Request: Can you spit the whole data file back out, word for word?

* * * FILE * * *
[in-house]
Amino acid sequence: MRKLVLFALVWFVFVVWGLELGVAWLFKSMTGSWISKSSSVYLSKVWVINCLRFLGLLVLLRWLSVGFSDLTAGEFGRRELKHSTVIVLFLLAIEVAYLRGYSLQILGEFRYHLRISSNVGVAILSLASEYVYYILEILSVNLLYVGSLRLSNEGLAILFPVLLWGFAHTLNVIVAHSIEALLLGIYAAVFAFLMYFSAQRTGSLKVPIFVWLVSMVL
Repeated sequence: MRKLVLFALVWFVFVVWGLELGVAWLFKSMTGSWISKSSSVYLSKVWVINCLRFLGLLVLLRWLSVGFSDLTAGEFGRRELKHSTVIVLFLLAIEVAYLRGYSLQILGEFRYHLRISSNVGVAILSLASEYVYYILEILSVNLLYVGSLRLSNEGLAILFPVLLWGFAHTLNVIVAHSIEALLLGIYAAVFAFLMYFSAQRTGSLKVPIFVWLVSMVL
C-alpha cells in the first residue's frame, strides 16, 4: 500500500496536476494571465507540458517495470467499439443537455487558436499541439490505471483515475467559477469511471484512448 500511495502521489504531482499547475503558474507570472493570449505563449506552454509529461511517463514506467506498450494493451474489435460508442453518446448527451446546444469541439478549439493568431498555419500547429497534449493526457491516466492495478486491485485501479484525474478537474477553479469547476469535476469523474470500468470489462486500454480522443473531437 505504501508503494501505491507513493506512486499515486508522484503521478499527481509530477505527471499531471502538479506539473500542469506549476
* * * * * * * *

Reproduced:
[in-house]
Amino acid sequence: MRKLVLFALVWFVFVVWGLELGVAWLFKSMTGSWISKSSSVYLSKVWVINCLRFLGLLVLLRWLSVGFSDLTAGEFGRRELKHSTVIVLFLLAIEVAYLRGYSLQILGEFRYHLRISSNVGVAILSLASEYVYYILEILSVNLLYVGSLRLSNEGLAILFPVLLWGFAHTLNVIVAHSIEALLLGIYAAVFAFLMYFSAQRTGSLKVPIFVWLVSMVL
Repeated sequence: MRKLVLFALVWFVFVVWGLELGVAWLFKSMTGSWISKSSSVYLSKVWVINCLRFLGLLVLLRWLSVGFSDLTAGEFGRRELKHSTVIVLFLLAIEVAYLRGYSLQILGEFRYHLRISSNVGVAILSLASEYVYYILEILSVNLLYVGSLRLSNEGLAILFPVLLWGFAHTLNVIVAHSIEALLLGIYAAVFAFLMYFSAQRTGSLKVPIFVWLVSMVL
C-alpha cells in the first residue's frame, strides 16, 4: 500500500496536476494571465507540458517495470467499439443537455487558436499541439490505471483515475467559477469511471484512448 500511495502521489504531482499547475503558474507570472493570449505563449506552454509529461511517463514506467506498450494493451474489435460508442453518446448527451446546444469541439478549439493568431498555419500547429497534449493526457491516466492495478486491485485501479484525474478537474477553479469547476469535476469523474470500468470489462486500454480522443473531437 505504501508503494501505491507513493506512486499515486508522484503521478499527481509530477505527471499531471502538479506539473500542469506549476